CISAC President Björn Ulvaeus meets Belgian Prime minister Alexander De Croo on creators, technology and copyright

Bjorn Alveus with Belgian Prime Minister Alexander de Croo

Brussels, 24 January 2024 – CISAC President Björn Ulvaeus met with Belgian Prime Minister Alexander De Croo to discuss the huge impact of AI on the creative economy and the need for smart regulation by policy makers to safeguard creators’ rights.

The CISAC President and ABBA founder called for sustained support for copyright and the protection of creators by the European Union as Belgium takes the six-month presidency of the EU.

AI Regulation: a priority for the Belgian Presidency

Ulvaeus thanked the Prime Minister for Belgium’s important EU programme, which includes projects focused on intellectual property rights. At a key moment in the debate over copyright and AI, Belgium will also be overseeing discussions to finalise the text of the EU AI act. In particular, Ulvaeus urged the establishment of proper transparency principles in the EU AI Act and to require AI operators to adhere to copyright regulations.

Ulvaeus said: “The way we respond to AI and its relationship with copyright will have an enormous impact on European culture and our creative economy. At a time when legislation is planned in many jurisdictions across the world, this is a moment when I hope Europe will show its leadership in protecting creators and the creative industries. Rules that require transparency from AI operators are a vital element of this”.

Meeting-with-Belgian-Prime Minister
From Left: Jan Hautekiet author and chairman of Sabam. Gadi Oron CISAC Director General. Steven De Keyser CEO Sabam. Björn Ulvaeus President of CISAC. Alexander de Cross Prime Minister of Belgium.

Towards a sustainable creative economy

CISAC Director-General Gadi Oron and Sabam CEO Steven De Keyser also joined the meeting. They asked for sustained support for copyright and the value of the creative economy, at EU and national government level.

The important role of collective management organisations (or authors societies) in protecting and remunerating creators was also discussed. Sabam and CISAC are working in Belgium and internationally, along with other members societies and GESAC in Europe, to support creators struggling to make a living and build a career in the streaming market.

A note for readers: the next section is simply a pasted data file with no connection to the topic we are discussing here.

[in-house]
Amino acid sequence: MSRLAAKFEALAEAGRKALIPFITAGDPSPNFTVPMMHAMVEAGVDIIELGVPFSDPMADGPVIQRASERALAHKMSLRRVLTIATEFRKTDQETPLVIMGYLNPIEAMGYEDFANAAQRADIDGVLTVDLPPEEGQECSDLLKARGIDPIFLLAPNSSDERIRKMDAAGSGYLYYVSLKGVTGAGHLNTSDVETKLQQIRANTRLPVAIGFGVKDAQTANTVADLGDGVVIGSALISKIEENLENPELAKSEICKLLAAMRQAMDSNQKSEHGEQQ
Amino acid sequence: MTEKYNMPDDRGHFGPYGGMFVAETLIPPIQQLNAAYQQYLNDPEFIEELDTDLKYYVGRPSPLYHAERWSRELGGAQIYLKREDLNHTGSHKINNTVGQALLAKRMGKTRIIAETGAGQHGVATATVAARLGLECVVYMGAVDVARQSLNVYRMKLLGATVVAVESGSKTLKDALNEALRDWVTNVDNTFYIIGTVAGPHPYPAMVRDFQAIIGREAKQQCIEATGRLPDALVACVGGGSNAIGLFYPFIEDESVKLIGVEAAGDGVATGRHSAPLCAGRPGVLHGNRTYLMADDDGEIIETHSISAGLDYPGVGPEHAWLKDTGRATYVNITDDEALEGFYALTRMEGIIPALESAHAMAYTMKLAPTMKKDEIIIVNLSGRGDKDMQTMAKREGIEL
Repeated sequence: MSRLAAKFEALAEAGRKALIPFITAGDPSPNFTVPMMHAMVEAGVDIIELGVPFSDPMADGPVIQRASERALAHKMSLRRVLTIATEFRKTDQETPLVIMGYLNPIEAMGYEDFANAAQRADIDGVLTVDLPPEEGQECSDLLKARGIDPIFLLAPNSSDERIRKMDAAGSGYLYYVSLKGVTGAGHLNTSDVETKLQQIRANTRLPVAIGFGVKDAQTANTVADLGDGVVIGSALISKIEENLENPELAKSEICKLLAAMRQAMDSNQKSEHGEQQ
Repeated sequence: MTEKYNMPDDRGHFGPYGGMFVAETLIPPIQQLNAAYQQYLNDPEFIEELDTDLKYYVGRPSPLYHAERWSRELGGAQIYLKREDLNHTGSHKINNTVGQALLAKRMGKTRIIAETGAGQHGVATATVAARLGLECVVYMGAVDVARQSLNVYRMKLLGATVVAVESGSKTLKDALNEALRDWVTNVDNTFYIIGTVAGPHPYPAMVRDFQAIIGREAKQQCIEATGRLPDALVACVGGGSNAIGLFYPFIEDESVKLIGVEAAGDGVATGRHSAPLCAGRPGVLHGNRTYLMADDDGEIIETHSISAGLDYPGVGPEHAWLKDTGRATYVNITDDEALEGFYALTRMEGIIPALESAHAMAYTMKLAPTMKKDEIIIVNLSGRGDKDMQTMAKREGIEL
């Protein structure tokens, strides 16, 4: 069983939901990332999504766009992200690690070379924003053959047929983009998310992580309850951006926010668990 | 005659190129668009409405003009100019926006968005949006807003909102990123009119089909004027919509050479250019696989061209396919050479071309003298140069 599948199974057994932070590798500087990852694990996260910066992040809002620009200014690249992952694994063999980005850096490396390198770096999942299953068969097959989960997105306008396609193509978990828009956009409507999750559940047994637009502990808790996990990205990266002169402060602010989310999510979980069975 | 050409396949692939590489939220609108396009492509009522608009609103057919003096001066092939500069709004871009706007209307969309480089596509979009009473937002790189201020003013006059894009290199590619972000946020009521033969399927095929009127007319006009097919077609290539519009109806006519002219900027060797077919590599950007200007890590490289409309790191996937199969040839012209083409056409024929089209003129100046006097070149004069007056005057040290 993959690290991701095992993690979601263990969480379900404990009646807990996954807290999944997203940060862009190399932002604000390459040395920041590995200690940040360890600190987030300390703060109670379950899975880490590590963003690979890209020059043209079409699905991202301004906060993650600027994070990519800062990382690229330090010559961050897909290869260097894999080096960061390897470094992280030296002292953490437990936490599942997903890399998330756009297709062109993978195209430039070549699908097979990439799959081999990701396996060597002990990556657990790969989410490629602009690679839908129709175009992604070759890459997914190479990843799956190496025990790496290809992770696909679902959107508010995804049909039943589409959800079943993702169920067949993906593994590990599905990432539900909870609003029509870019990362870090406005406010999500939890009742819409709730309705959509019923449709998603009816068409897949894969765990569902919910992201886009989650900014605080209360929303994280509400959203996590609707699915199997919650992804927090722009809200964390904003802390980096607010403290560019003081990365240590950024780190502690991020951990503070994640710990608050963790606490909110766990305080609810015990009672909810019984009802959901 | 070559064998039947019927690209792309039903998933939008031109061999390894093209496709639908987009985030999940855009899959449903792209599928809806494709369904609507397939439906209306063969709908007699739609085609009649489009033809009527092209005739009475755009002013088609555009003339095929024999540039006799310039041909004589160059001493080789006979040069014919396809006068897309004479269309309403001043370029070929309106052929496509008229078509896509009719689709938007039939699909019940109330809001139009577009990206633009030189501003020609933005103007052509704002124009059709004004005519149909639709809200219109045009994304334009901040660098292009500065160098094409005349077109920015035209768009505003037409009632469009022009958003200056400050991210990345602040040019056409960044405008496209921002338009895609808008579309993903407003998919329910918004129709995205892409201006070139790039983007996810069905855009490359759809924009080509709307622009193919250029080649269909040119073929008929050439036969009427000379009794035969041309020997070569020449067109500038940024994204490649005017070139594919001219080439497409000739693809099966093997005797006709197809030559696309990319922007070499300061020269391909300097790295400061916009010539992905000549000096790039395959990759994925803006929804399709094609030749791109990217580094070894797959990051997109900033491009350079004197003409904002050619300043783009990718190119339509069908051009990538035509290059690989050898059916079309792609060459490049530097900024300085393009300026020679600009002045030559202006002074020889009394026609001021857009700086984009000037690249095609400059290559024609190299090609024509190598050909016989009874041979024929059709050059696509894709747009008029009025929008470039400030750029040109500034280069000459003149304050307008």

The delegation welcomed the report “Cultural diversity and the conditions of authors in the music streaming market” adopted by the European Parliament on 17th January. The report highlights inequalities for creators including inadequate remuneration and lack of transparency in how works are promoted and discovered.

Ulvaeus has been an international champion of the campaign for fair treatment of songwriters and all creators in the streaming world.




CISAC – the International Confederation of Societies of Authors and Composers – is the world’s leading network of authors’ societies. With 225 member societies in 116 countries, CISAC represents over five million creators from all regions and artistic repertoires, including music, audiovisual, drama, literature, and visual arts. CISAC, whose President is singer-songwriter and ABBA co-founder Björn Ulvaeus, protects the rights and represents the interests of creators worldwide. Founded in 1926, it is a non-governmental, not-for-profit organisation with headquarters in France and regional offices in Africa, Latin America (Chile), Asia-Pacific (China) and Europe (Hungary). | Twitter : @CISACNews | Facebook : CISACWorldwide. | Instagram : @cisacnews  

About Sabam

Sabam serves as the largest collective management organization in Belgium, representing authors, composers, and publishers. Its core mission is to collect and distribute authors’ rights generated in both the Belgian and international markets. In pursuit of this goal, Sabam goes beyond mere rights management, empowering the creators’ community by offering targeted support and expert guidance throughout the entire lifecycle of their creative works, spanning from creation through promotion to distribution in and outside Belgium. Operating across music, audiovisual works, literature, performing and visual arts —Sabam actively contributes to the development of the cultural and creative economy. Finally, it represents the rights of authors worldwide within the Belgian territory via reciprocal agreements with over 200 collective management organisations.